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Author Topic: FAQ re: how to determine if anything in that open air pile of offcuts is worthit  (Read 314 times)

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Offline SVFBrett

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Is there a resource y'all could point me to discussing how to assess if a weathered piece of wood is salvageable for woodworking use (non-structural)? I have piles and piles of 10 yr old hemlock, fir, maple slab and off cuts that I'd love to salvage for educational stock or donation and the space to store it. Just need a lil data to help triage. TIA.

Offline btulloh

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You can tell a lot by picking it up and looking it over. You probably know what different species weigh from working with wood for a long time. By the time you touch it and lift it to look at you know if it's sound of not. If it's sound look at all 6 sides for signs of decay,insect damage, etc.  Then just toss it in the good pile or the bad pile. It doesn't take long to separate the sheep from the goats. Then saw off a 9/16" (approximately) piece off one end and take a closer look at the good or questionable pieces. You can  joint a face or edge of it's clean. No magic, but a pile can be sorted pretty much as fast as you can pick up a piece and toss it in the right direction. That's my method anyway.  Your mileage may vary.

My problem is that almost anything is good for something even if can't be used in that highboy you're getting ready to build. I just end up with three or four piles instead of one pile.  :D

Offline SVFBrett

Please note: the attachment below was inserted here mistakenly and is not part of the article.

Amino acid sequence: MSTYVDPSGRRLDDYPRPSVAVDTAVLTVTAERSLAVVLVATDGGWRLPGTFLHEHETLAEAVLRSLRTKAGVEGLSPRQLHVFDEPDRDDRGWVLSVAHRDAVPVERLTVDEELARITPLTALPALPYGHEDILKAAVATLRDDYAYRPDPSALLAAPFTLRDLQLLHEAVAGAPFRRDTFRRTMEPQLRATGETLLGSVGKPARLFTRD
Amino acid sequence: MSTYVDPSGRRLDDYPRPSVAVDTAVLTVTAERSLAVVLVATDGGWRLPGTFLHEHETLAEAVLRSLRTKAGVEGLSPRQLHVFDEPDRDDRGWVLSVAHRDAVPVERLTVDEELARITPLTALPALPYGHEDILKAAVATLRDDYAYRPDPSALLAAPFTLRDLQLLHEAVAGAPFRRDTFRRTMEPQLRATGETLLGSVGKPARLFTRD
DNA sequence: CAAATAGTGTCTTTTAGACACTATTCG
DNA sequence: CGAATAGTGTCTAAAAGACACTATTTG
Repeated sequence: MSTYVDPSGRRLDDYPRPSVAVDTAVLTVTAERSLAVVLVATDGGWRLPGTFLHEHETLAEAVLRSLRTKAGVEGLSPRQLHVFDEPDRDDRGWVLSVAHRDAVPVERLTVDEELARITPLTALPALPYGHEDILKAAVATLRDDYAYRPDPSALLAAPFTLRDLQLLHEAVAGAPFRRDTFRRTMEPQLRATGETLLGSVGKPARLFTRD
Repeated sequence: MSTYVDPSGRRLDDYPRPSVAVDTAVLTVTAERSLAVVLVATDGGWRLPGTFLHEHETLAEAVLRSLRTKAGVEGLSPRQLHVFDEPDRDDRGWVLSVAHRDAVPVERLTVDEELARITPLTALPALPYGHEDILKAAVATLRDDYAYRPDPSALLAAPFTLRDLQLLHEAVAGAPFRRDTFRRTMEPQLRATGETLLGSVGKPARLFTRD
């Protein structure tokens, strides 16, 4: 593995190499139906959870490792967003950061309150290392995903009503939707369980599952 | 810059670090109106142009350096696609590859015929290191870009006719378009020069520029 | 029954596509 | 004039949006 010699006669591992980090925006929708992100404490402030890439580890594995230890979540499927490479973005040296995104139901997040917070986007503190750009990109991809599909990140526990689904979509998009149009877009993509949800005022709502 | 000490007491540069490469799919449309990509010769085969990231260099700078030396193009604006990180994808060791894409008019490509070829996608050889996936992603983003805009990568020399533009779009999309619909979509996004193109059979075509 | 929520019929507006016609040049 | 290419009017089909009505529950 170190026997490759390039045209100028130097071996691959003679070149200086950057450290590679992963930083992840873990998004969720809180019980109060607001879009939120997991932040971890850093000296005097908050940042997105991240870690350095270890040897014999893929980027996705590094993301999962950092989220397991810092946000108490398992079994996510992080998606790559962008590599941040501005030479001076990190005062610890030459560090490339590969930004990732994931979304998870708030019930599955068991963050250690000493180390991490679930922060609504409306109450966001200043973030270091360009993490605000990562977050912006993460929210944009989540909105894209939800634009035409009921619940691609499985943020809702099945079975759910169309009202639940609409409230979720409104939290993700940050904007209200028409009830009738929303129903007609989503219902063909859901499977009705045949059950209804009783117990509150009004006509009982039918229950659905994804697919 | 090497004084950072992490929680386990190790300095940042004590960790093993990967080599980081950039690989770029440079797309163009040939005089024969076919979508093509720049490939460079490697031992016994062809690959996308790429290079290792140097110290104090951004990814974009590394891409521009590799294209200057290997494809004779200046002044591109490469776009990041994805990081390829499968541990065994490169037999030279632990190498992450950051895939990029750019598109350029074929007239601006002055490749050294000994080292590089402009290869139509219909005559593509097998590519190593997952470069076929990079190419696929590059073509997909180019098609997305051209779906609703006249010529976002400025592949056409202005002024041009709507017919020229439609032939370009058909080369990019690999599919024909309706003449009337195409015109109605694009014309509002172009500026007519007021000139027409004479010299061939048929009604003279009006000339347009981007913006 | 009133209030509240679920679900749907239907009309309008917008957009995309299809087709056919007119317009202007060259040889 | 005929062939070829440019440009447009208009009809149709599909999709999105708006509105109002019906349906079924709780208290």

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I lost confidence in my ability to grade or triage wood when the elm I drug up from the woods that I was going to use for my bench top sprouted oyster mushrooms. I knew it was dead fall, it just felt solid enough that I didn't think it was THAT dead fall.

Offline longtime lurker

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Honestly if it wasn't good enough to be useful 10 years back its hardly going  to  have improved since. If you want to give it away tell the recipient to sort it... they get what  they  will value, you dont have to sort it. If they aren't prepared to sort it then they don't want it bad enough.

One of the hardest things for me is to send "could be good  for someone " to the burn heap. But I've learnt to do it, if it has no commercial value or its value is below cost of recovery then its just got to burn or it takes up space  and makes the place untidy. Sawmill is messy enough as it is.
The quickest way to make a million dollars with a sawmill is to start with two million.

Offline TKehl

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Mmmmm... spalted Maple!!!  Elm spalts nicely to.
Lucas 6-13+slabber, Mr. Sawmill bandmill, orange chainsaws, JD SSL, Case Backhoe, farm tractors, trailers, and 150ish acres of trees.  Fledgling woodshop with CNC router, laser engraver, Woodmaster 712, and a Berlin 108 moulder (project).  Oh, and a lovely (patient) wife and four offbearers.

Offline SVFBrett

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Elm apparently loves growing Oysters too.  Not while they are IN the woods mind you.  No, not when the landowner is combing his woods looking for edible mushrooms but only when recovered back to the workshop awaiting milling into slab for bench tops.  People talk about thunderstorms and water soaking for inducing fruiting, nope. Tell a piece of wood it's gonna get chisels bounced off it for eternity and suddenly it's a fungus funhouse.  ;-)

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